Now listen to a podcast and/or read a transcript on apostrophes here.



How to carve a pumpkin

We would like to thank Jack for this video.

Lesson Plans for Lower Levels.

Haunted House Writing Activity for L4-6

Tracing Activity for Pre-Lit Students

Crossword for Higher Level

Crossword for Intermediate Level

Interactive Jigsaw Puzzles

Listen to a scary story. High level

Read a scary story. L 4-6

Look at home-made Halloween costumes and guess who these children are.

Phrase Builder: All Levels

Oxford University Press offers Phrase Builder Activities for all levels.
Open your phrase books, get pens ready and start practicing now. You could listen to a phrase, read it, study what it means and test yourself.
Click here.

Please leave a comment for us. Was this exercise useful for you? Did you like it? What new expressions did you learn today?

John Lennon Would Have Turned 70 on Oct. 9

read more

Imagine there’s no Heaven
It’s easy if you try
No hell below us
Above us only sky
Imagine all the people
Living for today

Imagine there’s no countries
It isn’t hard to do
Nothing to kill or die for
And no religion too
Imagine all the people
Living life in peace

You may say that I’m a dreamer
But I’m not the only one
I hope someday you’ll join us
And the world will be as one

Imagine no possessions
I wonder if you can
No need for greed or hunger
A brotherhood of man
Imagine all the people
Sharing all the world

You may say that I’m a dreamer
But I’m not the only one
I hope someday you’ll join us
And the world will live as one
lyrics were copied from http://www.lyrics007.com/John%20Lennon%20Lyrics/Imagine%20Lyrics.html


from http://www.youtube.com/watch?v=VM0Z75KEd_o&feature=related

Imagine sung by a talented Connie Talbot
from http://www.youtube.com/watch?v=GPeB6kGxWY0&feature=related
Do we have any Beatles fans here? Please leave a comment.

For Instructors and High Level ESL Students: America’s Perfect Storm

Our nation is in the midst of a perfect storm, according to ETS researchers-and the forecast is grim-unless we invest in policies that will change our perilous course.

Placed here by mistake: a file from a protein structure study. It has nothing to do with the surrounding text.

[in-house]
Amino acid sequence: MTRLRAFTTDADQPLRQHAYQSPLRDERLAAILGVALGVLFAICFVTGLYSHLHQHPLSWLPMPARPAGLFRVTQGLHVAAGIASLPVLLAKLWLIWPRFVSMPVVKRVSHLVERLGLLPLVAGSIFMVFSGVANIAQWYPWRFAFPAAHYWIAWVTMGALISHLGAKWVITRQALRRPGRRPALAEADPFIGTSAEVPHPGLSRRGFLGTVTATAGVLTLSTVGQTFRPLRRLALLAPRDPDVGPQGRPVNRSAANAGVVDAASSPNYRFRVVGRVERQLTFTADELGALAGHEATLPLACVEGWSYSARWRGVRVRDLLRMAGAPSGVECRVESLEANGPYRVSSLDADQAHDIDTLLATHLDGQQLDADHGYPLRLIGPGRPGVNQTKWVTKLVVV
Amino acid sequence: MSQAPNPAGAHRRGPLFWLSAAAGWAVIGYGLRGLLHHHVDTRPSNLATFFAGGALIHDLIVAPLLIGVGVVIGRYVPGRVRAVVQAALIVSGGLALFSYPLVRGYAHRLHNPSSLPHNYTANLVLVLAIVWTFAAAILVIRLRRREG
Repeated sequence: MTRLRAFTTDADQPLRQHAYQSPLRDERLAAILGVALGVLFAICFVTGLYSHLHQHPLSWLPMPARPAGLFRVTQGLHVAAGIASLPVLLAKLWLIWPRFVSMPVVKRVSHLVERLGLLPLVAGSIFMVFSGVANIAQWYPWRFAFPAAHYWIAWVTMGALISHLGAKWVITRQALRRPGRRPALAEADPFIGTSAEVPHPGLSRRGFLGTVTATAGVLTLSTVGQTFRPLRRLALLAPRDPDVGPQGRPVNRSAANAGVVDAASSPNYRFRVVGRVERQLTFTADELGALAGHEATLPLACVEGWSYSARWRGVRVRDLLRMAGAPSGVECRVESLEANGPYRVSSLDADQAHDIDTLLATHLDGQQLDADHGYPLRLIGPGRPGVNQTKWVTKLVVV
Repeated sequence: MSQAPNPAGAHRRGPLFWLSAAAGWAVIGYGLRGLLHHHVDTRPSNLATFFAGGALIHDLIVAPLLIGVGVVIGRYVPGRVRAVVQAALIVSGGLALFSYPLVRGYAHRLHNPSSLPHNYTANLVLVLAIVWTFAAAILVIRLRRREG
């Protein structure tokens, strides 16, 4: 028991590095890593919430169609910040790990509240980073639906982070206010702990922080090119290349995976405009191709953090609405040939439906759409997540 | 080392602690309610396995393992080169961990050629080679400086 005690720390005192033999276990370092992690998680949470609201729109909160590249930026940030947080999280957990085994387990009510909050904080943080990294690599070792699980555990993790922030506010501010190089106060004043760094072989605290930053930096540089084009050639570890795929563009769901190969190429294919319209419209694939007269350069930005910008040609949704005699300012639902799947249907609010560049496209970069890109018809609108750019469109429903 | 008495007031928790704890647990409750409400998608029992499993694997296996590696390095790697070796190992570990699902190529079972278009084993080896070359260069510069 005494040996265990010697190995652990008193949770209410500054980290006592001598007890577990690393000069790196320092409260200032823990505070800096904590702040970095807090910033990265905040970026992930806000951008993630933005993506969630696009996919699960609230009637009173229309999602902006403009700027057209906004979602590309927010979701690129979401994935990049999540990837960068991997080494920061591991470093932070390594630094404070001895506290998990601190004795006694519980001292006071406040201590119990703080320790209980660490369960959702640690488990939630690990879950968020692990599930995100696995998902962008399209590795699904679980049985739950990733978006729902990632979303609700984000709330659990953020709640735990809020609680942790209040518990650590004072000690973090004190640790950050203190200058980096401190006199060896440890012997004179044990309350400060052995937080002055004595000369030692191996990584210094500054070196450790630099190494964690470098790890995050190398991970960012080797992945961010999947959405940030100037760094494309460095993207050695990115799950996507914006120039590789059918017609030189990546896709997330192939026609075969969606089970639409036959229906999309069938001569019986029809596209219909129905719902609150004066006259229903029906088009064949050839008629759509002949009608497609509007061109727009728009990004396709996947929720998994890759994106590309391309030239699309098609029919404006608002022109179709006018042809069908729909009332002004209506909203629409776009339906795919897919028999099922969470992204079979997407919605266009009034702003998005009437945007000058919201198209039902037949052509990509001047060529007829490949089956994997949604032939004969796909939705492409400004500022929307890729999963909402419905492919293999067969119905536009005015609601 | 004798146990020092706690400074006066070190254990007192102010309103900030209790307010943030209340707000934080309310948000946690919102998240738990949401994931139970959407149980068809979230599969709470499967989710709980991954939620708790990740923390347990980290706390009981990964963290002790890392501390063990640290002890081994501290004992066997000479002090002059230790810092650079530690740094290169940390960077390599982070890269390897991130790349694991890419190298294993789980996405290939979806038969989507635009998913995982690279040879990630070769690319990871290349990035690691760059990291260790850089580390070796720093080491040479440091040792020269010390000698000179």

Please watch ETS Power Point presentation and a complete ten minute video . This video shows the future of American education if we don’t come together to help educate our population. You as teachers and students at Wake Tech are part of the solution. Please continue to work hard and help improve the future for our entire country – by continuing to be the wonderful educators and students that you are!

We would like to thank  Dean Payne who shared this video with us.

Let’s Sing!

for L1

Happy Birthday Song
Happy Birthday to you,
Happy Birthday to you,
Happy Birthday dear __________
Happy Birthday to you!

Did you know that the “Happy Birthday Song” started out as “Good Morning to You”? Did you know this song was created by two sisters from Louisville, Kentucky?

Mildred J. Hill, a composer, organist, concert pianist, and musical scholar was teaching at the Louisville Experimental Kindergarten School where her sister, Patty Smith Hill, was principal. Mildred came up with the melody to what we now know as “Happy Birthday” and Patty added the lyrics. They created a song for teachers to use to welcome students to class each day. The song was created in 1893 and called Good Morning To You and went like this:

Good morning to you,
Good morning to you,
Good morning, dear children,
Good Morning to all.

Nobody really knows who changed the words to Happy Birthday to You and put them to the melody of Good Morning to You but the song was being used in all kinds of musicals, on radio, in telegrams and for birthday celebrations. The Hills were not getting any compensation for the use of the song. Jessica Hill, another sister, who had copyrighted the song on behalf of her sisters filed suit and secured copyrights to Happy Birthday To You.